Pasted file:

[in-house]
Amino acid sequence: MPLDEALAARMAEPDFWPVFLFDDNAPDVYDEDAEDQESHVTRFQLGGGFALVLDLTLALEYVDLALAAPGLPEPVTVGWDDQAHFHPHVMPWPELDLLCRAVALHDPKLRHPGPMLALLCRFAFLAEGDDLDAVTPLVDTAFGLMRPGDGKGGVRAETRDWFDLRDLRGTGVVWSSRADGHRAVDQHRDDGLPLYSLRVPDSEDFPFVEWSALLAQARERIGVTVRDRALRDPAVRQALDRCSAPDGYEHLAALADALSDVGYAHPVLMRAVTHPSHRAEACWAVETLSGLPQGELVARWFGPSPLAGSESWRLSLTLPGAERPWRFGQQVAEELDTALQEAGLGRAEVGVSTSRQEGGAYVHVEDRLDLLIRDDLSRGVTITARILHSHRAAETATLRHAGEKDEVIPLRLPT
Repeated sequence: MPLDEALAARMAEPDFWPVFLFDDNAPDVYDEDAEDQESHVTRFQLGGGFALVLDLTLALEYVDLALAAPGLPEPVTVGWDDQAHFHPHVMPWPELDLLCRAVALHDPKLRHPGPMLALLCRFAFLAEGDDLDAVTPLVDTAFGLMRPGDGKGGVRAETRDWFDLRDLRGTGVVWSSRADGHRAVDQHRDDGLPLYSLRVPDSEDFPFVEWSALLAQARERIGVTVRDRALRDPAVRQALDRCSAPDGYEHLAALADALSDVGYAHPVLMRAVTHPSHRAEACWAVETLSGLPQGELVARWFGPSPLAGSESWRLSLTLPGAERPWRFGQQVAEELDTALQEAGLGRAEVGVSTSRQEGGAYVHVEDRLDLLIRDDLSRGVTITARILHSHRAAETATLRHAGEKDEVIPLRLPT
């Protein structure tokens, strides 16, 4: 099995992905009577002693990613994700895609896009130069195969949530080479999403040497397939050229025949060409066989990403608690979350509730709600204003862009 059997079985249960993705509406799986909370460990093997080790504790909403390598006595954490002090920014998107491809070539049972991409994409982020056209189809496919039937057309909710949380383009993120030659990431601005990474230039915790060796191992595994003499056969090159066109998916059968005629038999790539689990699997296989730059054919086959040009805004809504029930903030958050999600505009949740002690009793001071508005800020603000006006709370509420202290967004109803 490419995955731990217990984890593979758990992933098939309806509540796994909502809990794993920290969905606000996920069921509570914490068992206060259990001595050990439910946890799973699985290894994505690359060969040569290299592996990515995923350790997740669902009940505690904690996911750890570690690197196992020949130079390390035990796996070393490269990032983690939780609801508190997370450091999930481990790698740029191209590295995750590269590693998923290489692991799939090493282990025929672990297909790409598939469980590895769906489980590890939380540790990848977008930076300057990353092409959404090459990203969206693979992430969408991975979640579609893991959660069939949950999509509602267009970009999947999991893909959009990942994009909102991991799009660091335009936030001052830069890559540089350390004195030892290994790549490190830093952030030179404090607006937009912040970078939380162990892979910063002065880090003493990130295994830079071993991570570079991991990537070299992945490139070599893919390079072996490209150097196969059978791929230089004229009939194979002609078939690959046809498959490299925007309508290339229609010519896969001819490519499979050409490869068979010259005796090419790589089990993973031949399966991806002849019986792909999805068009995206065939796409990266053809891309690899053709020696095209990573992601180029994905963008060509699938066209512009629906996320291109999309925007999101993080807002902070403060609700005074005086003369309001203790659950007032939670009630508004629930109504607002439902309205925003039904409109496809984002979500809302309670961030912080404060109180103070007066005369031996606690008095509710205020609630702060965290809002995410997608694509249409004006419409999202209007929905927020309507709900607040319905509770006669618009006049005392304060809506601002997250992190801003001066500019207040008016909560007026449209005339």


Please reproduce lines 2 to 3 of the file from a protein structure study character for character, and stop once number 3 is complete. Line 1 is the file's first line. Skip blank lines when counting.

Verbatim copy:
Amino acid sequence: MPLDEALAARMAEPDFWPVFLFDDNAPDVYDEDAEDQESHVTRFQLGGGFALVLDLTLALEYVDLALAAPGLPEPVTVGWDDQAHFHPHVMPWPELDLLCRAVALHDPKLRHPGPMLALLCRFAFLAEGDDLDAVTPLVDTAFGLMRPGDGKGGVRAETRDWFDLRDLRGTGVVWSSRADGHRAVDQHRDDGLPLYSLRVPDSEDFPFVEWSALLAQARERIGVTVRDRALRDPAVRQALDRCSAPDGYEHLAALADALSDVGYAHPVLMRAVTHPSHRAEACWAVETLSGLPQGELVARWFGPSPLAGSESWRLSLTLPGAERPWRFGQQVAEELDTALQEAGLGRAEVGVSTSRQEGGAYVHVEDRLDLLIRDDLSRGVTITARILHSHRAAETATLRHAGEKDEVIPLRLPT
Repeated sequence: MPLDEALAARMAEPDFWPVFLFDDNAPDVYDEDAEDQESHVTRFQLGGGFALVLDLTLALEYVDLALAAPGLPEPVTVGWDDQAHFHPHVMPWPELDLLCRAVALHDPKLRHPGPMLALLCRFAFLAEGDDLDAVTPLVDTAFGLMRPGDGKGGVRAETRDWFDLRDLRGTGVVWSSRADGHRAVDQHRDDGLPLYSLRVPDSEDFPFVEWSALLAQARERIGVTVRDRALRDPAVRQALDRCSAPDGYEHLAALADALSDVGYAHPVLMRAVTHPSHRAEACWAVETLSGLPQGELVARWFGPSPLAGSESWRLSLTLPGAERPWRFGQQVAEELDTALQEAGLGRAEVGVSTSRQEGGAYVHVEDRLDLLIRDDLSRGVTITARILHSHRAAETATLRHAGEKDEVIPLRLPT